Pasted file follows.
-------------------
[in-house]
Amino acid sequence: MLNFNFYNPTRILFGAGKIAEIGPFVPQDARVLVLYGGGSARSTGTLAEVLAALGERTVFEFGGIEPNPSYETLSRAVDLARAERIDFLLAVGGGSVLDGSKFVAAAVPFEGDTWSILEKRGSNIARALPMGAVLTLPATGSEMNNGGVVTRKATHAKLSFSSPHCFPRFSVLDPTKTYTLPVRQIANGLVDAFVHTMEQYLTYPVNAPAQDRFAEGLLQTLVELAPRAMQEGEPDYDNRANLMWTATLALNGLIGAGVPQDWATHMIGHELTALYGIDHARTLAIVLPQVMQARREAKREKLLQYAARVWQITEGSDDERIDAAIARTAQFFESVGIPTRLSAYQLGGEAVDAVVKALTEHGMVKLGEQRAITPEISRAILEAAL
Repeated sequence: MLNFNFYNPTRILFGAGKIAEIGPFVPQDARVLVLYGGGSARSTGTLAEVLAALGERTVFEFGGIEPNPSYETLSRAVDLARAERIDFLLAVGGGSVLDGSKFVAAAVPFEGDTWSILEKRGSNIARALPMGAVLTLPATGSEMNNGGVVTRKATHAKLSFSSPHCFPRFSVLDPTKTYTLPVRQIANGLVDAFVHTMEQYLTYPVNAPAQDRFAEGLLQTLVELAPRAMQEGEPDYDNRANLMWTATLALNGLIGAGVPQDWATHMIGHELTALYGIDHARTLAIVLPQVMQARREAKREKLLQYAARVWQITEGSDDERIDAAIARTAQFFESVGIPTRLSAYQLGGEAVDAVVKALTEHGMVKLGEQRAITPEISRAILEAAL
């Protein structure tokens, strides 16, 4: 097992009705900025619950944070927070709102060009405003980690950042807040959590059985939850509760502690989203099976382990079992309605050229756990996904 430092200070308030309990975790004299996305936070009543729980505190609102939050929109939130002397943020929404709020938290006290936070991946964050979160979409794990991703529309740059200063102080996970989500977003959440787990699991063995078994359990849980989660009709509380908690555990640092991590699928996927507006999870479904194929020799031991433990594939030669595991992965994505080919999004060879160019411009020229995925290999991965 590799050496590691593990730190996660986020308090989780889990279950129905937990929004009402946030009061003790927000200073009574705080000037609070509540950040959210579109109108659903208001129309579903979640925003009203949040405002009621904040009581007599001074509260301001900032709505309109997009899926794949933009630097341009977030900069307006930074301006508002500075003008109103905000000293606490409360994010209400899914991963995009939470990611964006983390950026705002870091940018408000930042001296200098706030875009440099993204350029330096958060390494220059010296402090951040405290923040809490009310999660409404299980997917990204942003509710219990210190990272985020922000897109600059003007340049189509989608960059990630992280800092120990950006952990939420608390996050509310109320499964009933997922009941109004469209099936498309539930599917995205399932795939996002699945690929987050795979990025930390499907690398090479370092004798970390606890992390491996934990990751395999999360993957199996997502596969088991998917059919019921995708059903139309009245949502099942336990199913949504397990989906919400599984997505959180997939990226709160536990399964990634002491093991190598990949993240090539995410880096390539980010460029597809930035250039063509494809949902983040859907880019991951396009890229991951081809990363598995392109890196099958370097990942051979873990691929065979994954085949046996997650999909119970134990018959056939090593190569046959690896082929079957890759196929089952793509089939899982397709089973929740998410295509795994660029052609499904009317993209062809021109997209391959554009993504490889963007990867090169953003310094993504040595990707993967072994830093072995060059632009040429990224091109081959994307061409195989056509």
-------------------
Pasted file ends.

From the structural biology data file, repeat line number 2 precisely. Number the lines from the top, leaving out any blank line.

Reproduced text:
Amino acid sequence: MLNFNFYNPTRILFGAGKIAEIGPFVPQDARVLVLYGGGSARSTGTLAEVLAALGERTVFEFGGIEPNPSYETLSRAVDLARAERIDFLLAVGGGSVLDGSKFVAAAVPFEGDTWSILEKRGSNIARALPMGAVLTLPATGSEMNNGGVVTRKATHAKLSFSSPHCFPRFSVLDPTKTYTLPVRQIANGLVDAFVHTMEQYLTYPVNAPAQDRFAEGLLQTLVELAPRAMQEGEPDYDNRANLMWTATLALNGLIGAGVPQDWATHMIGHELTALYGIDHARTLAIVLPQVMQARREAKREKLLQYAARVWQITEGSDDERIDAAIARTAQFFESVGIPTRLSAYQLGGEAVDAVVKALTEHGMVKLGEQRAITPEISRAILEAAL